S4: Derek Delgaudio is in and of itself, was a stunning theatrical experience in which the two time Academy of Magical Arts close up Magician of the Year uses his craft to tell a story about himself, but also about us.
S5: We are all the unreliable narrators of each other’s stories. But I’m not just defined by what you see. I’m also defined by all the things you will never see.
S4: In and of itself was a part memoir and part philosophical contemplation, it’s now a Hulu special of the same name special being the operative word the play was. And now the film is directed by Frank Oz, who, like Derek, is known for an exquisite mastery of a storied and ancient craft because Frank Oz is Miss Piggy Yoda, Cookie Monster, a puppeteer. They’re both with me now. Gentlemen, thanks for joining me. Hello, how are you? Thanks. So I read about the connection between you two.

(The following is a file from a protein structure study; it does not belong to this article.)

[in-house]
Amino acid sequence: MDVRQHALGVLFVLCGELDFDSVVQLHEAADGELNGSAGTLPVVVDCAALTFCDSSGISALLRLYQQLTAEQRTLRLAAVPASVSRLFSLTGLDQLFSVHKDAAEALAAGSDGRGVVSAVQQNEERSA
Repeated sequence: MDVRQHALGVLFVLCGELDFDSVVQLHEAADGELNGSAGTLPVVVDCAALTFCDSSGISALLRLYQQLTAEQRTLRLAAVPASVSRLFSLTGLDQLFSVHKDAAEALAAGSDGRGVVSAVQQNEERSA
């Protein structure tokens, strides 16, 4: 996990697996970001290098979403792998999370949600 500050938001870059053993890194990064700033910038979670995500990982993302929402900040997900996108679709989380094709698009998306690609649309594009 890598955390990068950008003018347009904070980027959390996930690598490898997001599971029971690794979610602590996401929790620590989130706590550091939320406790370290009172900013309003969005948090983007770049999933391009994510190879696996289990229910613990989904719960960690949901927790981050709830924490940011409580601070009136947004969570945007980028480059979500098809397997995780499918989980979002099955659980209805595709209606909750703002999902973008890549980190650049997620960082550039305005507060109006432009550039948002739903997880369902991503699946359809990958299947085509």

S2: In fact, Derek, you had a long tweet thread about how you decided to tap Frank Oz. I was thinking about the connection between you two and probably, you know, 90 something percent of it is as artists and as storytellers. But there is the element of physical, literally manual manipulation of material to achieve a desired effect. A story to wow people. Frank. Have you ever contemplated that? And do you think about that connection ever?
S6: No, no, I don’t think so. And again, it’s no use saying I’m a puppeteer, he’s a magician. You know, the show is actually about that. The idea that we label each other when actually there is more to us than one thing. The idea that I’m a puppeteer is only one aspect of me. The idea that Derek is a magician is only one aspect of him. But to answer your question, no, it never occurred to me and I know that that’s part of it.